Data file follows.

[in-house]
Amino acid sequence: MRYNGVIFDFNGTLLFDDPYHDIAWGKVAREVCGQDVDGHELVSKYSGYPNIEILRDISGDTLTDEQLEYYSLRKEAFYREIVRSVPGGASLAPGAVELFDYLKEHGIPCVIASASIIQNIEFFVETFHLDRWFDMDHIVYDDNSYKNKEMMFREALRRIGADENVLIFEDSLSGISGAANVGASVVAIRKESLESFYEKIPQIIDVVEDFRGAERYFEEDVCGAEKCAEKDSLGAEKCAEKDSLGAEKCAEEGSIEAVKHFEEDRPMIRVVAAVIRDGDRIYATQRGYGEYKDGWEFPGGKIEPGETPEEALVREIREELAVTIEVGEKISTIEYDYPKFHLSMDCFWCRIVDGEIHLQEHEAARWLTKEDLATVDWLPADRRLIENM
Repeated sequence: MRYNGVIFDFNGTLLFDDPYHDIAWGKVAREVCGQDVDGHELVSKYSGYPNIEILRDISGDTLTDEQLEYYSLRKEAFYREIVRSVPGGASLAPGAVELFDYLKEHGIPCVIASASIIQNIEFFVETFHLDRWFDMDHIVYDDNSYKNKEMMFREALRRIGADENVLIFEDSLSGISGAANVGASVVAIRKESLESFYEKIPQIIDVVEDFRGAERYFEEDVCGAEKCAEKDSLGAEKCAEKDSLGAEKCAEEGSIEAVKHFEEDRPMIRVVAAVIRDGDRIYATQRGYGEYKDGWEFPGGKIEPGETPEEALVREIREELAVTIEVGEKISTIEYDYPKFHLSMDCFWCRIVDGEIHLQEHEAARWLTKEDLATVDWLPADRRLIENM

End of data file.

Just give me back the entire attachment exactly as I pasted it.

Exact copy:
[in-house]
Amino acid sequence: MRYNGVIFDFNGTLLFDDPYHDIAWGKVAREVCGQDVDGHELVSKYSGYPNIEILRDISGDTLTDEQLEYYSLRKEAFYREIVRSVPGGASLAPGAVELFDYLKEHGIPCVIASASIIQNIEFFVETFHLDRWFDMDHIVYDDNSYKNKEMMFREALRRIGADENVLIFEDSLSGISGAANVGASVVAIRKESLESFYEKIPQIIDVVEDFRGAERYFEEDVCGAEKCAEKDSLGAEKCAEKDSLGAEKCAEEGSIEAVKHFEEDRPMIRVVAAVIRDGDRIYATQRGYGEYKDGWEFPGGKIEPGETPEEALVREIREELAVTIEVGEKISTIEYDYPKFHLSMDCFWCRIVDGEIHLQEHEAARWLTKEDLATVDWLPADRRLIENM
Repeated sequence: MRYNGVIFDFNGTLLFDDPYHDIAWGKVAREVCGQDVDGHELVSKYSGYPNIEILRDISGDTLTDEQLEYYSLRKEAFYREIVRSVPGGASLAPGAVELFDYLKEHGIPCVIASASIIQNIEFFVETFHLDRWFDMDHIVYDDNSYKNKEMMFREALRRIGADENVLIFEDSLSGISGAANVGASVVAIRKESLESFYEKIPQIIDVVEDFRGAERYFEEDVCGAEKCAEKDSLGAEKCAEKDSLGAEKCAEEGSIEAVKHFEEDRPMIRVVAAVIRDGDRIYATQRGYGEYKDGWEFPGGKIEPGETPEEALVREIREELAVTIEVGEKISTIEYDYPKFHLSMDCFWCRIVDGEIHLQEHEAARWLTKEDLATVDWLPADRRLIENM